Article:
(ii) The test mares must be qualified prior to breeding as apparently free from CEM and may not be used for breeding from the time specimens are taken to qualify the mares as free from CEM. To qualify, each mare shall be tested with negative results by a complement fixation test for CEM, and specimens taken from each mare shall be cultured negative for CEM. For each culture, sets of specimens shall be collected on three separate occasions from the mucosal surfaces of the clitoral fossa, clitoral sinuses, and from either the distal cervix or endometrium within a 12-day period with no less than 72 hours between each set.

* * * * *

(5) * * *

(i) Once the mare is in the approved State, a complement fixation test for CEM must be done, and three sets of specimens shall be collected from the mucosal surfaces of the clitoral fossa and clitoral sinuses, with one set of specimens including a specimen from the surfaces of the distal cervix or endometrium in nonpregnant mares. The sets of specimens must be collected on three separate occasions within a 12-day period with no less than 72 hours between each set. An accredited veterinarian shall collect specimens and shall submit each set of specimens to the National Veterinary Services Laboratories in Ames, IA, or to a laboratory approved by the Administrator in accordance with paragraph (i) of this section to conduct CEM cultures and tests.

* * * * *

(f) * * *

(3) At the time of importation, each horse must be accompanied by an import permit in accordance with § 93.304 and a health certificate issued in accordance with § 93.314. For horses imported in accordance with paragraph (f)(2) of this section, the health certificate must also certify that cultures negative for CEM were obtained from three sets of specimens collected from the mucosal surfaces of the clitoral fossa and clitoral sinuses, with one set of specimens including a specimen from the surfaces of the distal cervix or endometrium, of any female horses and from the surfaces of the prepuce, the urethral sinus, the distal urethra, and the fossa glandis, including the diverticulum of the fossa glandis, of any male horses. For both female and male horses, the sets of specimens must be collected on three separate occasions within a 12-day period with no less than 72 hours between each set, and the last of these sets of specimens must be collected within 30 days prior to exportation. All specimens required by this paragraph must be collected by a licensed veterinarian who either is, or is acting in the presence of, the veterinarian signing the certificate.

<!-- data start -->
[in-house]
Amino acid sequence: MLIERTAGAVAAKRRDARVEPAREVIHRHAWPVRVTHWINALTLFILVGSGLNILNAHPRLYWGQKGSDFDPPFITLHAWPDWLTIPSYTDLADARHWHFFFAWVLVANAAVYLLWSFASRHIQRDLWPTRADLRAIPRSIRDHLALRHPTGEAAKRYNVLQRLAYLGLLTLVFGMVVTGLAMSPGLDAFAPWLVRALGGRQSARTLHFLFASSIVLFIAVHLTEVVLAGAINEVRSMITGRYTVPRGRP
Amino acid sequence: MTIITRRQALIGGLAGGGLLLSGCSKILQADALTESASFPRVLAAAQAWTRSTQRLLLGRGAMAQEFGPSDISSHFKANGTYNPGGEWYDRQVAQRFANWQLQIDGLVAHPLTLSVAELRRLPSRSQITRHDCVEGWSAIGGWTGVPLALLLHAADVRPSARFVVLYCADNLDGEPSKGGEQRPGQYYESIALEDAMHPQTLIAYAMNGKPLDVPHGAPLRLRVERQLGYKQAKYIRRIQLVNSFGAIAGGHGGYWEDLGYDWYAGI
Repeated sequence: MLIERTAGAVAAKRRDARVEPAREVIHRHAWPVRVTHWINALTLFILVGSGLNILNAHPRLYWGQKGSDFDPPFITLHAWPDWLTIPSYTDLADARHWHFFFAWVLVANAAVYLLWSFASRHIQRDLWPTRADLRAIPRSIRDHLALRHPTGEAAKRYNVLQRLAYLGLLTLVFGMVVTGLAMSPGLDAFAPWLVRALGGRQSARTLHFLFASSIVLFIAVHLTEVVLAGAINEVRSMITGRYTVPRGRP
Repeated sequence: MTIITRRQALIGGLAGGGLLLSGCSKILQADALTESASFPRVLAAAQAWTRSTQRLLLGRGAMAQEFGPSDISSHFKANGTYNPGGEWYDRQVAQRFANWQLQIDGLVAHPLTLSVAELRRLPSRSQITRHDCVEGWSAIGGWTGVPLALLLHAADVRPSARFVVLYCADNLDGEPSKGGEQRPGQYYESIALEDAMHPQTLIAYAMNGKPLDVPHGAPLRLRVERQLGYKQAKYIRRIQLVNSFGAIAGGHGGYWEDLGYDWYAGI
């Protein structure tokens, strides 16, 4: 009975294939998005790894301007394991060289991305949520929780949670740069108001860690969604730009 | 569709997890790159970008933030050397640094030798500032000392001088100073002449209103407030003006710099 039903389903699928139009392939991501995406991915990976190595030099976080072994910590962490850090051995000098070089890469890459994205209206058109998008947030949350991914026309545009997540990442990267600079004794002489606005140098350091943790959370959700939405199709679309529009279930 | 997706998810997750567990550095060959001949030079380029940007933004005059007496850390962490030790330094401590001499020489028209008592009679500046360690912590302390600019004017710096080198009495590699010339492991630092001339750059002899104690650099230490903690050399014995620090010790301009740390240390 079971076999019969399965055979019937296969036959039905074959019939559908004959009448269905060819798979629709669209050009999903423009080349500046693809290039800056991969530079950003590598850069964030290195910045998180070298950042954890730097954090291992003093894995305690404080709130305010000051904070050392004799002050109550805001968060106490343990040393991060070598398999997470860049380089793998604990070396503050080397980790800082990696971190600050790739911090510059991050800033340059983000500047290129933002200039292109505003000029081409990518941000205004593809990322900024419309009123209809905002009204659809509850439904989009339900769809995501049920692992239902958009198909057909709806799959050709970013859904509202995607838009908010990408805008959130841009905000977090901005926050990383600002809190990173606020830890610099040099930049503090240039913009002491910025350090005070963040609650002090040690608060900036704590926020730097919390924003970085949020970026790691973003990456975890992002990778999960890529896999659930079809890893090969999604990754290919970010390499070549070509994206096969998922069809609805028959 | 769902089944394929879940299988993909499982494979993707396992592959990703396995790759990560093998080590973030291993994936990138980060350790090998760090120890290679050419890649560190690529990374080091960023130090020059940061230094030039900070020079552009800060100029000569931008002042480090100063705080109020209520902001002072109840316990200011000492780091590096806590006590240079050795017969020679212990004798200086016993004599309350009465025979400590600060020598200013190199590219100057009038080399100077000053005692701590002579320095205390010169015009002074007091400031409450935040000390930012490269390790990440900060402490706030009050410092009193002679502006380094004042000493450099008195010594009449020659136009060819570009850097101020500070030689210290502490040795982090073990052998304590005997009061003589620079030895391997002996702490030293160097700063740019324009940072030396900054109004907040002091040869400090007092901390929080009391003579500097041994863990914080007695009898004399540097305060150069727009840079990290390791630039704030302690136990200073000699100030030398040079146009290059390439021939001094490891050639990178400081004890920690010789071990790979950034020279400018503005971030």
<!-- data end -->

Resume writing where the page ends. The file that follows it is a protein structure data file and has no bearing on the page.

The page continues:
* * * * *
Start Signature

Done in Washington, DC, this 21st day of March 2011.

Kevin Shea,

Acting Administrator, Animal and Plant Health Inspection Service.

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Footnotes

1.  To view the OIE Terrestrial Animal Health Code, go to http://www.oie.int/​eng/​normes/​mcode/​en_​sommaire.htm.

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[FR Doc. 2011-7098 Filed 3-24-11; 8:45 am]